Tuberculosis or TB (short for Tubercle Bacillus) is a deadly and highly infectious disease that primarily attacks the lungs but is capable of affecting other parts of the body as well. While the disease is no longer the scary harbinger of death that it once was, and advancements in science have made it completely curable, the fact remains that the numbers of TB patients is only going up. A closer look at the statistics reveals that although the total number of TB patients is going up, the proportion of TB patients in comparison to the population is steadily declining. Scientists, therefore, attribute the rise in numbers to the growing population of the world.
TB (of the lungs) is characterised by incessant coughing. Most doctors recommend that if a cough persists for over three weeks, you should get yourself checked for TB. This is especially because the disease is highly contagious. Early discovery, say doctors, is the first step towards a speedy recovery. But how exactly does TB spread? Excessive coughing causes tiny droplets of fluid to be released into the air. These drops are laced with several thousand disease causing bacteria. These bacteria are highly likely to infect other persons who happen to be breathing the same air.
Even though great advances have been made in the treatment of TB, it is sadly a major cause of death worldwide.
Dr Digambar Behera, director LRS Institute of TB and Respiratory Diseases, states that about 30 to 40 per cent of the Indian adults are infected with tuberculosis bacteria. “With such a huge infective pool in our population, the disease keeps on occurring and will continue to be so in the future,” he adds.
In India there are about 3.8 million cases of tuberculosis and about 1.8 million new cases occur every year of which there are about 0.8 million infectious cases (there sputum is positive). They are the pool of patients who are capable of transmitting the disease to others.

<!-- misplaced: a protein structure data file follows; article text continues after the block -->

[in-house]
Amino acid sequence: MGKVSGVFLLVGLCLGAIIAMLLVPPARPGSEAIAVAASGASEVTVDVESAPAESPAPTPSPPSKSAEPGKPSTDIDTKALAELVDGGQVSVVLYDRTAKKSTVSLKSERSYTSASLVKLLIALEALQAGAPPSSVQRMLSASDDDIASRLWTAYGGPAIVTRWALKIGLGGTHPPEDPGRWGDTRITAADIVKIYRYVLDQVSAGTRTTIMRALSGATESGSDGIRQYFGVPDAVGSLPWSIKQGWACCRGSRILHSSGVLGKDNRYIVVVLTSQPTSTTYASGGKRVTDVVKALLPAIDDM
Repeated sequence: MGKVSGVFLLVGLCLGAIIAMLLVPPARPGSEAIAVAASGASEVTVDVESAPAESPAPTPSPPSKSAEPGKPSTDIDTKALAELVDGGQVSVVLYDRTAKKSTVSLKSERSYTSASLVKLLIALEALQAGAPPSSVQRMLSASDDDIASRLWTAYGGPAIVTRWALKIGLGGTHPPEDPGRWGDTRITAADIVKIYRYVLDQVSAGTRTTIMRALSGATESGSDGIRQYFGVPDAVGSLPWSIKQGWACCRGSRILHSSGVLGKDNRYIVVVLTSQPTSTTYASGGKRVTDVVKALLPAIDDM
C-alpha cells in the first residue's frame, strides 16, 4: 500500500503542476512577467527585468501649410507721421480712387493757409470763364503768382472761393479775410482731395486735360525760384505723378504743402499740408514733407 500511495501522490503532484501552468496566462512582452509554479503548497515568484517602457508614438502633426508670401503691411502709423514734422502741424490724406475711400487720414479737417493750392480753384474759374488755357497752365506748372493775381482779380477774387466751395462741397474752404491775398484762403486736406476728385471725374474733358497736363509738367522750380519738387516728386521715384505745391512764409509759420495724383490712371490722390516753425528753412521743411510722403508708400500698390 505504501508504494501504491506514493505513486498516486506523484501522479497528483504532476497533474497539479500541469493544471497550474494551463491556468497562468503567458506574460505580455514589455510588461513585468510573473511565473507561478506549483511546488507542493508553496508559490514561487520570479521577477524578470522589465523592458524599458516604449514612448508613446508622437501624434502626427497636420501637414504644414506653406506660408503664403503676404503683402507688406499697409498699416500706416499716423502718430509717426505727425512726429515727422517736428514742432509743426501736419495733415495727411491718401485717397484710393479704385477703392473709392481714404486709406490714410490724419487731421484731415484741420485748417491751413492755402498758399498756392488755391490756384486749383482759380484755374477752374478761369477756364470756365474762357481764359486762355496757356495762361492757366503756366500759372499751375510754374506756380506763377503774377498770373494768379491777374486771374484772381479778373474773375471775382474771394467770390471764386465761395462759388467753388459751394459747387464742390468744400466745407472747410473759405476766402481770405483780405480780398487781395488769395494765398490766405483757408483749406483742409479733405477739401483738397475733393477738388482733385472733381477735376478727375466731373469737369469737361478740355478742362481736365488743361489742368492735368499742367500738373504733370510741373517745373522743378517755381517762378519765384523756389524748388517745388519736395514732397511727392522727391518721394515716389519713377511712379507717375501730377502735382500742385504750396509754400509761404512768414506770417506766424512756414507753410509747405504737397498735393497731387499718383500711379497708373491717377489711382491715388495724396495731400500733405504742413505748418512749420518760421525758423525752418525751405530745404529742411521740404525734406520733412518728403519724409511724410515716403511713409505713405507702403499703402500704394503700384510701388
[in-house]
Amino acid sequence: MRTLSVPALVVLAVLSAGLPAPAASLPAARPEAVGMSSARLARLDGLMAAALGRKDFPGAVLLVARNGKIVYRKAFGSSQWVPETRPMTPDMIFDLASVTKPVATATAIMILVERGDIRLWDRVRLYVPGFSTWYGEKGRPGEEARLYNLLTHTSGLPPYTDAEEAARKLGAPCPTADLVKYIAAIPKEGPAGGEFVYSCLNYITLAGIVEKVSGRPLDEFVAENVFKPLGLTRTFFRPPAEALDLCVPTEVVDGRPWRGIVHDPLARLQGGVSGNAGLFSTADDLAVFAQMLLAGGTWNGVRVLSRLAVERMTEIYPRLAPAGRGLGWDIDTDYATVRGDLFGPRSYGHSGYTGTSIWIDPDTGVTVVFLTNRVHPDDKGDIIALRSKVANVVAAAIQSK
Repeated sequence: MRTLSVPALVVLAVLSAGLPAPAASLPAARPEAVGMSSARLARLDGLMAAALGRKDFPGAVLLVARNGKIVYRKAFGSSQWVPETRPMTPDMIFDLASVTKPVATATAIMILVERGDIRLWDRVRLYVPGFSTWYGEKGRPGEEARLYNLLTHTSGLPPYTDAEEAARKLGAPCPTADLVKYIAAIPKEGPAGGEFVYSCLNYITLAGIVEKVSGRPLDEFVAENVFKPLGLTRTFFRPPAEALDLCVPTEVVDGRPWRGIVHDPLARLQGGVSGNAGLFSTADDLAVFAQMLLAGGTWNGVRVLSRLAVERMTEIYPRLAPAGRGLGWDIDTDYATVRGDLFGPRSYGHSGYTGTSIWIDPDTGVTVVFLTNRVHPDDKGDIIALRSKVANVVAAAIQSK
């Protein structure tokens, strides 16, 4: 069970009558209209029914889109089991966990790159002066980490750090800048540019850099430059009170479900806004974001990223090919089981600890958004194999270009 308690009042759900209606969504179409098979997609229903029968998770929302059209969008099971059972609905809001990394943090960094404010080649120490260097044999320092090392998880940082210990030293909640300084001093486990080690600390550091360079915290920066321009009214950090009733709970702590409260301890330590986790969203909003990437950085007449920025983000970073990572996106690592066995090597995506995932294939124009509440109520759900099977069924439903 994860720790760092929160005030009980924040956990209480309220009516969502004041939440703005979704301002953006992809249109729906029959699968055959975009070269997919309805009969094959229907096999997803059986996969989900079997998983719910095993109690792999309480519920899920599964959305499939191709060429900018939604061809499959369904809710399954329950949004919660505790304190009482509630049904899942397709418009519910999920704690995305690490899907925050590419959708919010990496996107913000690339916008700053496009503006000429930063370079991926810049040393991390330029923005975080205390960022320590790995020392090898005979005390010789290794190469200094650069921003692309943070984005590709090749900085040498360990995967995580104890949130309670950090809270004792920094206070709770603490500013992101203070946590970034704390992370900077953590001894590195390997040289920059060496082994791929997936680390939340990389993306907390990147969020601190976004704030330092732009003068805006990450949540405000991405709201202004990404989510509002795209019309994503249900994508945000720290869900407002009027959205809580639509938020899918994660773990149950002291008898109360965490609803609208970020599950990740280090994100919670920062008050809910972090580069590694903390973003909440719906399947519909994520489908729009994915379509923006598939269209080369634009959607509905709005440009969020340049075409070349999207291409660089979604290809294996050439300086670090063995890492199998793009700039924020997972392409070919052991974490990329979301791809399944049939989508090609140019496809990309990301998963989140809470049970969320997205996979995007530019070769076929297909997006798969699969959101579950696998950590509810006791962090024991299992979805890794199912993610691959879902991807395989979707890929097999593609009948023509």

It is therefore extremely important to be aware of the major risk factors of TB.
Age and place of residence, of course, are big risk factors as senior citizens are more likely to succumb to the disease; and people from regions with high rates of TB — especially sub-Saharan Africa, India, China and so on. Some other major causes of the disease are unusual weight loss, fatigue, fever and of course, persistent cough that lasts for more than three weeks. These symptoms, taken individually or collectively need not necessarily mean that the person has TB, but these should serve as warning signals to consult a good doctor.
Other groups of people who are also susceptible to the disease are organ transplant recipients, diabetes and cancer patients, and even those who are undergoing treatment for autoimmune diseases like Crohn's disease and rheumatoid arthritis. This is primarily because TB hits those with a weak immune system most fiercely. Medications that are prescribed for these diseases tend to have a weakening effect on the immune system, leaving the body less able to defend itself against bacterial infections like tuberculosis.
Given the present situation, elimination TB would not be possible in the country before 2050, says Dr LS Chauhan, Deputy Director General (TB), Ministry of Health, India. “India contributes for one-fifth of global burden of TB,” says Dr Chauhan.
The main thing to remember in the fight against TB is that a healthy body is the best prevention against it. Eating healthy and taking care to keep our surroundings clean, and our loved ones healthy is the best defence against the disease. And if suspicious of having been infected, it is best to consult your doctor and ensure that it is properly treated. Remember, TB is completely curable.
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